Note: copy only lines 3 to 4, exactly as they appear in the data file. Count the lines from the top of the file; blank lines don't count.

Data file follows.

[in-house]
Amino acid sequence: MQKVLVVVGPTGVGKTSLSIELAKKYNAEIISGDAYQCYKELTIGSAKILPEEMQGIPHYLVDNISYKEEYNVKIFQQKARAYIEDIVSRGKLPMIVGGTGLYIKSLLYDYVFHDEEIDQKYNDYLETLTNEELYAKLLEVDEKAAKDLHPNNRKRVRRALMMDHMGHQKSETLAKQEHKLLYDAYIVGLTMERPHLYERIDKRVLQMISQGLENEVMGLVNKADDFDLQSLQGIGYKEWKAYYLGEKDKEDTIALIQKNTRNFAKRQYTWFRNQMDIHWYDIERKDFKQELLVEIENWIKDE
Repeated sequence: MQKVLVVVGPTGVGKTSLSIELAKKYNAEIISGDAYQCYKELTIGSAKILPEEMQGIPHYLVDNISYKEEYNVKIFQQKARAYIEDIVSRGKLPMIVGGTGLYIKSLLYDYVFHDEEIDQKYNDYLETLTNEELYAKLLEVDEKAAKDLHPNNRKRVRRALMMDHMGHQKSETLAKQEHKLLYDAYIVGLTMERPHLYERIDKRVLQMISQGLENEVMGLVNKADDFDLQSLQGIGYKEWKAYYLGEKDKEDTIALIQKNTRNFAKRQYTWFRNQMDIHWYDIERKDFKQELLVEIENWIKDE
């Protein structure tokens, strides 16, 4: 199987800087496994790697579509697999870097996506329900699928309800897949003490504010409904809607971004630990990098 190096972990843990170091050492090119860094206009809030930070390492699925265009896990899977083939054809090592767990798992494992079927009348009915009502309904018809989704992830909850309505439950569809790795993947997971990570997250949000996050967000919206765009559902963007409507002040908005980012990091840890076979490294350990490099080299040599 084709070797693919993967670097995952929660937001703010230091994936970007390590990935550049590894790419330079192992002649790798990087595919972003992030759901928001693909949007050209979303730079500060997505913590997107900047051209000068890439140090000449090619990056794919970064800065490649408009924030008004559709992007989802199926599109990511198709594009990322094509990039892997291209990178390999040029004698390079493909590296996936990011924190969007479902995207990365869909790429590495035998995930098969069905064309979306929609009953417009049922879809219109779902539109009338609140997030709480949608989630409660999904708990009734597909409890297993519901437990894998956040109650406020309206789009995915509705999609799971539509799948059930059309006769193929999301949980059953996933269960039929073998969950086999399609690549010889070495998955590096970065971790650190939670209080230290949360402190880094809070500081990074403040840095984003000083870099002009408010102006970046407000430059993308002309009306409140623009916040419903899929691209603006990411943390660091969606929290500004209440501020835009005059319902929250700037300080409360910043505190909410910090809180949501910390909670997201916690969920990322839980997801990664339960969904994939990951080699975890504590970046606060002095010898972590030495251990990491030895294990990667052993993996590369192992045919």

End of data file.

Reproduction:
Repeated sequence: MQKVLVVVGPTGVGKTSLSIELAKKYNAEIISGDAYQCYKELTIGSAKILPEEMQGIPHYLVDNISYKEEYNVKIFQQKARAYIEDIVSRGKLPMIVGGTGLYIKSLLYDYVFHDEEIDQKYNDYLETLTNEELYAKLLEVDEKAAKDLHPNNRKRVRRALMMDHMGHQKSETLAKQEHKLLYDAYIVGLTMERPHLYERIDKRVLQMISQGLENEVMGLVNKADDFDLQSLQGIGYKEWKAYYLGEKDKEDTIALIQKNTRNFAKRQYTWFRNQMDIHWYDIERKDFKQELLVEIENWIKDE
């Protein structure tokens, strides 16, 4: 199987800087496994790697579509697999870097996506329900699928309800897949003490504010409904809607971004630990990098 190096972990843990170091050492090119860094206009809030930070390492699925265009896990899977083939054809090592767990798992494992079927009348009915009502309904018809989704992830909850309505439950569809790795993947997971990570997250949000996050967000919206765009559902963007409507002040908005980012990091840890076979490294350990490099080299040599 084709070797693919993967670097995952929660937001703010230091994936970007390590990935550049590894790419330079192992002649790798990087595919972003992030759901928001693909949007050209979303730079500060997505913590997107900047051209000068890439140090000449090619990056794919970064800065490649408009924030008004559709992007989802199926599109990511198709594009990322094509990039892997291209990178390999040029004698390079493909590296996936990011924190969007479902995207990365869909790429590495035998995930098969069905064309979306929609009953417009049922879809219109779902539109009338609140997030709480949608989630409660999904708990009734597909409890297993519901437990894998956040109650406020309206789009995915509705999609799971539509799948059930059309006769193929999301949980059953996933269960039929073998969950086999399609690549010889070495998955590096970065971790650190939670209080230290949360402190880094809070500081990074403040840095984003000083870099002009408010102006970046407000430059993308002309009306409140623009916040419903899929691209603006990411943390660091969606929290500004209440501020835009005059319902929250700037300080409360910043505190909410910090809180949501910390909670997201916690969920990322839980997801990664339960969904994939990951080699975890504590970046606060002095010898972590030495251990990491030895294990990667052993993996590369192992045919």